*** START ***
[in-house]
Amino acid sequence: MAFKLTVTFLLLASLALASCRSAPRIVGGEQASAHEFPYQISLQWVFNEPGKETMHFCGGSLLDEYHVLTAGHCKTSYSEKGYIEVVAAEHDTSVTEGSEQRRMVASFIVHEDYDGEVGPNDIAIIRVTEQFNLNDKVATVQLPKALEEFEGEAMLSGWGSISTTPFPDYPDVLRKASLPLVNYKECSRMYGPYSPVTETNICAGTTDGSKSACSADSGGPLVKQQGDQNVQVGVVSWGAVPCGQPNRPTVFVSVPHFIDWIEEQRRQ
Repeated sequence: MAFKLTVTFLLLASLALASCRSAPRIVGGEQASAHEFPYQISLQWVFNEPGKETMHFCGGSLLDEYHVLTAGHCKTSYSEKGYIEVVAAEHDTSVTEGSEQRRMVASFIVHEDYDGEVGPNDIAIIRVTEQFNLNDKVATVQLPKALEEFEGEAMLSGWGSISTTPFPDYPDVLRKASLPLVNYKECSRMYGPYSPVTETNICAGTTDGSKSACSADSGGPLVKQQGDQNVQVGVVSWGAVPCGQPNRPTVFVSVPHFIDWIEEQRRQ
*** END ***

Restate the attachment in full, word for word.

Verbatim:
[in-house]
Amino acid sequence: MAFKLTVTFLLLASLALASCRSAPRIVGGEQASAHEFPYQISLQWVFNEPGKETMHFCGGSLLDEYHVLTAGHCKTSYSEKGYIEVVAAEHDTSVTEGSEQRRMVASFIVHEDYDGEVGPNDIAIIRVTEQFNLNDKVATVQLPKALEEFEGEAMLSGWGSISTTPFPDYPDVLRKASLPLVNYKECSRMYGPYSPVTETNICAGTTDGSKSACSADSGGPLVKQQGDQNVQVGVVSWGAVPCGQPNRPTVFVSVPHFIDWIEEQRRQ
Repeated sequence: MAFKLTVTFLLLASLALASCRSAPRIVGGEQASAHEFPYQISLQWVFNEPGKETMHFCGGSLLDEYHVLTAGHCKTSYSEKGYIEVVAAEHDTSVTEGSEQRRMVASFIVHEDYDGEVGPNDIAIIRVTEQFNLNDKVATVQLPKALEEFEGEAMLSGWGSISTTPFPDYPDVLRKASLPLVNYKECSRMYGPYSPVTETNICAGTTDGSKSACSADSGGPLVKQQGDQNVQVGVVSWGAVPCGQPNRPTVFVSVPHFIDWIEEQRRQ